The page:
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Within a fortnight or so after the police had dismissed him, blowing him loose on the world like a dandelion-seed in the wind, Clare had an adventure which not only gave him pleasure, but led to work and food and interest in life.
Passing one day from a cross-country road into the highway, he came straight on the flank of a travelling menagerie. It was one of some size, and Clare saw at a glance that its horses were in fair condition. The front part of the little procession had already gone by, and an elephant was passing at the moment with a caravan--of feline creatures, as Clare afterwards learned, behind him. He drew it with absolute ease, but his head seemed to be dragged earthward by the weight of his trunk, as he plodded wearily along. A world of delight woke in the heart of the boy. He had read much about strange beasts, but had never seen one. His impulse was to run straight to the elephant, and tell him he loved him. For he was a live beast, and Clare loved every creature, common or strange, wild or tame, ordinary or wonderful. But prudent thought followed, and he saw it better to hover around, in the hope of a chance of being useful. Oh, the treasures of wonder and knowledge on the other side of those thin walls of wood, so slowly drawn along the dusty highway! If but for a moment he might gaze on their living marvels! He had no money, but things came to him without money--not so plentifully as he could sometimes wish--but they came, and so might this! Employment among those animals would be well worth the long hungry waiting! This might be the very work he had been looking for without knowing it! It was for this, perhaps, he had been kept so long waiting--till the caravans should come along the road, and he be at the corner as they passed! He did not know how often a man may think thus and see it come to nothing--because there is better yet behind, for which more waiting is wanted.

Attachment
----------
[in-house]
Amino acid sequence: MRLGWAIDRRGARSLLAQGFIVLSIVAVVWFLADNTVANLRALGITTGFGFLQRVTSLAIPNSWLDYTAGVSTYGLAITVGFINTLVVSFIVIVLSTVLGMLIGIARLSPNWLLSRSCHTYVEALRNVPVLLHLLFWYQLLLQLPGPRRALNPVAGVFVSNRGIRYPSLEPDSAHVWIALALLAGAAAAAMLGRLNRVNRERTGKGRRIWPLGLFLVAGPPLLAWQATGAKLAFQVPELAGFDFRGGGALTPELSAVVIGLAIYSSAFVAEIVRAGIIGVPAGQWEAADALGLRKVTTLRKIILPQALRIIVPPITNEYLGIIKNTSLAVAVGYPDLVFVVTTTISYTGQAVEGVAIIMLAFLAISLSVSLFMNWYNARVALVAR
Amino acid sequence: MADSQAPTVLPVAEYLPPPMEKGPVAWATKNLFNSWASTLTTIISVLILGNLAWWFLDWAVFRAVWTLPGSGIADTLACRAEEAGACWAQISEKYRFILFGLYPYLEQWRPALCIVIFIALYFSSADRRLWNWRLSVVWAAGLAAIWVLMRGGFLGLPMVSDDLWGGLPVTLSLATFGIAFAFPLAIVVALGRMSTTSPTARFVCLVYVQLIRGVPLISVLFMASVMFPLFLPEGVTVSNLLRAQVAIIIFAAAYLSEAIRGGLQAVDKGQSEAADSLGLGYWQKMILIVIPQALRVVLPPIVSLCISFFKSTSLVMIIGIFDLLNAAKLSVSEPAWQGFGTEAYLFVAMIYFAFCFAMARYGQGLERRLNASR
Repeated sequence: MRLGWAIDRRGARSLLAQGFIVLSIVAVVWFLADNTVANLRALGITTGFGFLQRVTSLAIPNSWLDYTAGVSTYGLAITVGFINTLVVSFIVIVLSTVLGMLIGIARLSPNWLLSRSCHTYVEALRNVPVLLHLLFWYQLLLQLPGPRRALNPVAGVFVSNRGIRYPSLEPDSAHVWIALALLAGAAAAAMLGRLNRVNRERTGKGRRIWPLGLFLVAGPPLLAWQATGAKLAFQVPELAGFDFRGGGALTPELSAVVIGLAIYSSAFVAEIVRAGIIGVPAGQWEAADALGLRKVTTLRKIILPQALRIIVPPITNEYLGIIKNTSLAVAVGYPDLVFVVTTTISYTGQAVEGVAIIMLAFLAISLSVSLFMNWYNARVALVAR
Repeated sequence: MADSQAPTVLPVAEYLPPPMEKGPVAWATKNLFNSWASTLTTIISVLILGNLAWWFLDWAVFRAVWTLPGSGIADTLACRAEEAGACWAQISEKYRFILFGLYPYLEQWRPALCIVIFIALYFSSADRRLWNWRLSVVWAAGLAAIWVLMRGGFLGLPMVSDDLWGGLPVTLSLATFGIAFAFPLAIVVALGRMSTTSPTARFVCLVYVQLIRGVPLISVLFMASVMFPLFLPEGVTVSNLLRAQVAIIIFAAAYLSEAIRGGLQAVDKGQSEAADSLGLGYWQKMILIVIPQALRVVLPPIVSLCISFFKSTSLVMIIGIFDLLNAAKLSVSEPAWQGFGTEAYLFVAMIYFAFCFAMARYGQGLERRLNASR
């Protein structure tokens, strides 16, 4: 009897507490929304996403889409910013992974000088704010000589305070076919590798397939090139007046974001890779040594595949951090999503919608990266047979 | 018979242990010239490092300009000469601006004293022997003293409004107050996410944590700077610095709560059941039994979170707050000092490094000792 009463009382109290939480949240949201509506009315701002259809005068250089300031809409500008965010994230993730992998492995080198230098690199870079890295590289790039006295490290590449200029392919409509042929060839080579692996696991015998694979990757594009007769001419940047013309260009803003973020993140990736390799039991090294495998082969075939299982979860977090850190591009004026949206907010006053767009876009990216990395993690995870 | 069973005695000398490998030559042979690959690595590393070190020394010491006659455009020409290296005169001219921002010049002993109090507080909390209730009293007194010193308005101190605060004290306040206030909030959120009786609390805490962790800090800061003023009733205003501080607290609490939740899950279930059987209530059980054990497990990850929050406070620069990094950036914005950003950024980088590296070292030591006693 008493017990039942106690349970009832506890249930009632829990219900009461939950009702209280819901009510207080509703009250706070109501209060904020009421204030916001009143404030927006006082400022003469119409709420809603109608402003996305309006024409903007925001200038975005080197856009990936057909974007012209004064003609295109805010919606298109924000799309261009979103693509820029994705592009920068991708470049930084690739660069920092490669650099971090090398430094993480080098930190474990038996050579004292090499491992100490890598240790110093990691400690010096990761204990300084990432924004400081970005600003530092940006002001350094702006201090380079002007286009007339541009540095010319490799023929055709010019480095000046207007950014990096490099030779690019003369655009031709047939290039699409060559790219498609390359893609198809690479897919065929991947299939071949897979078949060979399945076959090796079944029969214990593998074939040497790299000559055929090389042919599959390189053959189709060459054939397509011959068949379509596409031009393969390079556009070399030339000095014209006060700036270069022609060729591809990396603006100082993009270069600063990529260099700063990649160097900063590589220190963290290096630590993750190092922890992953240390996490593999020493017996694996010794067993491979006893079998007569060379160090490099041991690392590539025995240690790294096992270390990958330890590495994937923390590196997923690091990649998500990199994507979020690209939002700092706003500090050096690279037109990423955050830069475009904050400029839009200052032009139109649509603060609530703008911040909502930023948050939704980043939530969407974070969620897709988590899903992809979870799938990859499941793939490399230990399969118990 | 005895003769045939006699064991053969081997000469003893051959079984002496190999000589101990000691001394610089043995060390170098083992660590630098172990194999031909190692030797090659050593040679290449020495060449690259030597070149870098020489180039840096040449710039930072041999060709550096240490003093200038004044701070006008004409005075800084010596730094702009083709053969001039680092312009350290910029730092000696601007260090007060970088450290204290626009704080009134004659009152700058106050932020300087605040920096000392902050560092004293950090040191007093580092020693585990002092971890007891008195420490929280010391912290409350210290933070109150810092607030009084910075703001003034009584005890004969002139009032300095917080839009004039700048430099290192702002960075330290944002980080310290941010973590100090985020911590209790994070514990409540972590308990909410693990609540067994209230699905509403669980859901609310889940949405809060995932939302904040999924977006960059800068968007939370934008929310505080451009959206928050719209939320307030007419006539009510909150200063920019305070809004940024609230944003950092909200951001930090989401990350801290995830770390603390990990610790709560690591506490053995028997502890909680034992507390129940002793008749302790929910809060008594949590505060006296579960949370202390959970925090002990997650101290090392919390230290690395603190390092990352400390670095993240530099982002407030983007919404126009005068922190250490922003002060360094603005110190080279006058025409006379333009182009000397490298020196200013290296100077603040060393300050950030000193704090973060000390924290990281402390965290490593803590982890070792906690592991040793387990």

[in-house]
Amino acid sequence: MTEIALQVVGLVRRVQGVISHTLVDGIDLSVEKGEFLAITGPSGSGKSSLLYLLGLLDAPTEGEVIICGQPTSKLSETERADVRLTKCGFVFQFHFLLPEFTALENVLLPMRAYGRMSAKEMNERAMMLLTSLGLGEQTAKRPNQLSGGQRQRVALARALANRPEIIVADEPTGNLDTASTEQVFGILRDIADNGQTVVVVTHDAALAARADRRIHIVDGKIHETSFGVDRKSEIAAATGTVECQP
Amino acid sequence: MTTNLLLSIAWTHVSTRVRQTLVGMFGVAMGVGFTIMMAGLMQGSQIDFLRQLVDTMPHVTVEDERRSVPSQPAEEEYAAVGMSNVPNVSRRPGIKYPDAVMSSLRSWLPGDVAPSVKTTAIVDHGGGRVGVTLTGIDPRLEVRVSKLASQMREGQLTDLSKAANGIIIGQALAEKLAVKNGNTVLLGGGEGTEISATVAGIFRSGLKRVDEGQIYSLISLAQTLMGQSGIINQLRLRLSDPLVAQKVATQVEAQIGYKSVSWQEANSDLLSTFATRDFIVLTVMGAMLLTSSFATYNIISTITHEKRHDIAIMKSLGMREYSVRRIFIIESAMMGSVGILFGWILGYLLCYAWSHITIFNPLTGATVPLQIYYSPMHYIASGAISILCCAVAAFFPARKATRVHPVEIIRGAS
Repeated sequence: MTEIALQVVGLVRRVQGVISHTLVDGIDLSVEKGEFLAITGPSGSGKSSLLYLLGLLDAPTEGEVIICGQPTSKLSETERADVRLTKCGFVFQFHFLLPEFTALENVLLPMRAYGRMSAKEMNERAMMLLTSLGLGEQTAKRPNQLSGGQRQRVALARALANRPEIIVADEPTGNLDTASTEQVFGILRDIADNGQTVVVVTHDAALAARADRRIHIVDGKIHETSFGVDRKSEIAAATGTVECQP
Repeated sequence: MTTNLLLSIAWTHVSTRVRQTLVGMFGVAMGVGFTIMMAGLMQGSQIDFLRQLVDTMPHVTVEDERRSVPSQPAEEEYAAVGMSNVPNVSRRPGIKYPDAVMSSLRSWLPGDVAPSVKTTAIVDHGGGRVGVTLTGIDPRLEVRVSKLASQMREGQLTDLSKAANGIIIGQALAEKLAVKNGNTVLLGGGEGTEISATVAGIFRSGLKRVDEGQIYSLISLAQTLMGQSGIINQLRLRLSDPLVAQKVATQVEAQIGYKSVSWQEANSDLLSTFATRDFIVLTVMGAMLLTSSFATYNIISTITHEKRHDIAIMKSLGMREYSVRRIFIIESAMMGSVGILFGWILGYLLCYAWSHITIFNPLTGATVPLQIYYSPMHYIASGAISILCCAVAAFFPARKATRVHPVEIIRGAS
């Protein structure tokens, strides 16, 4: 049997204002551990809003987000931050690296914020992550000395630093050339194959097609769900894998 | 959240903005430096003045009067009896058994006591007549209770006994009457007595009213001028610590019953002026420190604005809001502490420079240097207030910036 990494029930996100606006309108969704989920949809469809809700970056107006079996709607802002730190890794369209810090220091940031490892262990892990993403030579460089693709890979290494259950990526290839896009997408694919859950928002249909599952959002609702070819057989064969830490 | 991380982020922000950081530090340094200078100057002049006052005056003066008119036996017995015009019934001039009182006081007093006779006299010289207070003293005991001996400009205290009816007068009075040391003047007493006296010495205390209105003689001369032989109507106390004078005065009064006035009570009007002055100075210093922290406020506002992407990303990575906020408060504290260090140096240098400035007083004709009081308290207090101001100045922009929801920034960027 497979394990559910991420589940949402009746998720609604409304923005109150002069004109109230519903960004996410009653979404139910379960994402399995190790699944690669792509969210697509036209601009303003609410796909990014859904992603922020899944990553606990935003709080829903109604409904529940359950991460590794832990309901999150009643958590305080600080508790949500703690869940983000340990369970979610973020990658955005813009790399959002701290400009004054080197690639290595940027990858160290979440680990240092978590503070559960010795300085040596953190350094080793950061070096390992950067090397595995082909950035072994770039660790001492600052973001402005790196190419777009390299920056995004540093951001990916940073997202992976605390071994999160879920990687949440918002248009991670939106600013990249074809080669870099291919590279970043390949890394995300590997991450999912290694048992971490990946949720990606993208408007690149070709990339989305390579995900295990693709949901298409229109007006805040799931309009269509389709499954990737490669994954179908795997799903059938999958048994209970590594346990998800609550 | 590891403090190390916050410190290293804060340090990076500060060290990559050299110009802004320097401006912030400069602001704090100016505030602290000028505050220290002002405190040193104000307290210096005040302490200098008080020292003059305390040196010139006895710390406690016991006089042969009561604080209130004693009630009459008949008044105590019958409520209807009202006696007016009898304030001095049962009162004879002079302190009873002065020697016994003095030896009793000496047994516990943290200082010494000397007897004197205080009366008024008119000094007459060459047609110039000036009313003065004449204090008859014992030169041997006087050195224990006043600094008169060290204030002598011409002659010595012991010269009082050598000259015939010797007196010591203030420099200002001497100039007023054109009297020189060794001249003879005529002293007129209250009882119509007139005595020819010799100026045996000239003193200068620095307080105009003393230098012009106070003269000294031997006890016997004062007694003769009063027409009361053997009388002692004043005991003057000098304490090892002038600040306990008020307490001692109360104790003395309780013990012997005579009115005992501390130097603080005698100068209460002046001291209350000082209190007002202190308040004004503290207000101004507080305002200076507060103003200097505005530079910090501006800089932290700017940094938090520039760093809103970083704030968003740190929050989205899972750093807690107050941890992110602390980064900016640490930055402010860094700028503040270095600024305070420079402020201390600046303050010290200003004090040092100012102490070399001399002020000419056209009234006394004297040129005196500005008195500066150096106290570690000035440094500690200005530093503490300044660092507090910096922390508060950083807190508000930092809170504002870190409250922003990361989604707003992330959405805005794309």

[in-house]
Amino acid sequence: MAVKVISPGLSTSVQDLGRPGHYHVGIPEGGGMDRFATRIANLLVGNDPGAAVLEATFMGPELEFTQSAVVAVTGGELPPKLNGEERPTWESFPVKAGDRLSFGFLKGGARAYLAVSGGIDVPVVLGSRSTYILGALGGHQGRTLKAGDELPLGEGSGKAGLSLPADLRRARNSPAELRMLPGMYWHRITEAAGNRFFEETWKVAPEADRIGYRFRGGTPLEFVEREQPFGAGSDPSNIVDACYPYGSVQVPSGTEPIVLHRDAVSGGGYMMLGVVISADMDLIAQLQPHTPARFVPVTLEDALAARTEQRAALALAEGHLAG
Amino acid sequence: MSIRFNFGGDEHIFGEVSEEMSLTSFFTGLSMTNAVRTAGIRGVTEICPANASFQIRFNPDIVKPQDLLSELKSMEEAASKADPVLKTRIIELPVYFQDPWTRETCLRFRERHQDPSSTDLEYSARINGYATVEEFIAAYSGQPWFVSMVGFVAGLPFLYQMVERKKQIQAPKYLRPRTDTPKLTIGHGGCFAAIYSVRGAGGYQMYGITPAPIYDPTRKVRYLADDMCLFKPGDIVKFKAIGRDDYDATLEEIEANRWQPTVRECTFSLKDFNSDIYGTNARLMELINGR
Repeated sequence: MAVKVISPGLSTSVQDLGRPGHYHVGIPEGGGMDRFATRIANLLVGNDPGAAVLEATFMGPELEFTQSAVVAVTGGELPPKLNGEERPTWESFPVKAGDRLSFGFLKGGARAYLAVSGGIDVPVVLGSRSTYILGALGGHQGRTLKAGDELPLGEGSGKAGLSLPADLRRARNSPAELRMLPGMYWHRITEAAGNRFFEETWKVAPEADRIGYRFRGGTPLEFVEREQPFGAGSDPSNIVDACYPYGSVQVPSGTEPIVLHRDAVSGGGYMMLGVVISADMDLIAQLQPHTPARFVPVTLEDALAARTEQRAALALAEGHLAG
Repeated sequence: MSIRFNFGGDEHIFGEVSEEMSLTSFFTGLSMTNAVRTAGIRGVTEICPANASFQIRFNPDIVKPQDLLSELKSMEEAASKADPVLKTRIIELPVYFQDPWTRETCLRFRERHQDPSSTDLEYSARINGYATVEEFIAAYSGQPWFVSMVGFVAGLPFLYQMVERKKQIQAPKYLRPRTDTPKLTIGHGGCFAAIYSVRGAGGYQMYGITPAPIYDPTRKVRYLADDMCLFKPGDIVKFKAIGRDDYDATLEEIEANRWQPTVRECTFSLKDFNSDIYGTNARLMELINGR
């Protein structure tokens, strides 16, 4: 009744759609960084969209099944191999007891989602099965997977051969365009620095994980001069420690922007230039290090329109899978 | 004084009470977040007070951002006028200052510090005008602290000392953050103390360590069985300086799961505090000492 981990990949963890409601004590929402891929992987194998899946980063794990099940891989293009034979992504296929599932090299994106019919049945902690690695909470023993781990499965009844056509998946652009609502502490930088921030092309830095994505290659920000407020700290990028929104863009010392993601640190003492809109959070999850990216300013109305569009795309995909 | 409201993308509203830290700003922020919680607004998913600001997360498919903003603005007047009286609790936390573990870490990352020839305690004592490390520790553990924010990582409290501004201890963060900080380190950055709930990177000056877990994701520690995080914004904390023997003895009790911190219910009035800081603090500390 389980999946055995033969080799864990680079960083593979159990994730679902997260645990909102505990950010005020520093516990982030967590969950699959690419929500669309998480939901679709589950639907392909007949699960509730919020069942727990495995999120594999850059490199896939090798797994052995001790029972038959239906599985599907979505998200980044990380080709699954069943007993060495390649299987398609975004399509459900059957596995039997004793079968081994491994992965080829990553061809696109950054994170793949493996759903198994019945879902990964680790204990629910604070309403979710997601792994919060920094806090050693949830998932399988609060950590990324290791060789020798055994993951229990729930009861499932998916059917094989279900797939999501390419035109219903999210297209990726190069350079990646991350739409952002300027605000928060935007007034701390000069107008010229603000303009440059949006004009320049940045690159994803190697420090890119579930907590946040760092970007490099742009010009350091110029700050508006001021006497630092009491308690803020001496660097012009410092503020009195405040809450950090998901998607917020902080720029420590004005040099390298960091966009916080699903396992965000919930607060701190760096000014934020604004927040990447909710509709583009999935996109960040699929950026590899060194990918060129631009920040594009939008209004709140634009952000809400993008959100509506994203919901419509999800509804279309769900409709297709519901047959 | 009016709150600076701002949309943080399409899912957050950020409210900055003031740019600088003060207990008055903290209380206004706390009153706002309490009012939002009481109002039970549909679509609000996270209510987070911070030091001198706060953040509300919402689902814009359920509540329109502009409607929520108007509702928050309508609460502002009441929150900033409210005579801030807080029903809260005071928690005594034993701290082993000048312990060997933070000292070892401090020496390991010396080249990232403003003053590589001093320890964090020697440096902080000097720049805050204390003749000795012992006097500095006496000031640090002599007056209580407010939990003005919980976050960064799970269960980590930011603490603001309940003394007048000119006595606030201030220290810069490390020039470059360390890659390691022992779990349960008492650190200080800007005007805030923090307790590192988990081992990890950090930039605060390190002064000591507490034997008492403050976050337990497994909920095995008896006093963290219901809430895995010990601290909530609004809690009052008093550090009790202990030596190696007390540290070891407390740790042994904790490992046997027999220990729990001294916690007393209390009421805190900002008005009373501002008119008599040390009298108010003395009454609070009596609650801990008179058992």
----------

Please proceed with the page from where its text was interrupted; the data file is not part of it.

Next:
At the end of the procession came a bear, shuffling along uncomfortably. It went to Clare's heart to see how far from comfortable the poor beast appeared. "What a life it would be," he thought, "to have all the creatures in all those caravans to make happy! That would be a life worth living!"
It was a worthy ambition--infinitely higher than that of boys who want to do something great, or clever, or strong. As to those who want to be rich--for their ambition I have an utter contempt. How gladly would I drive that meanness out of any boy's heart! To fall in with the work of the glad creator, and help him in it--that is the only ambition worth having. It may not look a grand thing to do it in a caravan, but it takes the mind of Christ to do it anywhere.
Behind the bear, closing the procession, came a stoutish, good-tempered-looking man, in a small spring-cart, drawn by a small pony: he was the earthly owner of that caged life, with all its gathered discomforts. Clare lifted his cap as he passed him--a politeness of which the man took no notice, because the boy was ragged. The moment he was past, Clare fell in behind as one of the procession. He was prudent enough, however, not to go so near as to look intrusive.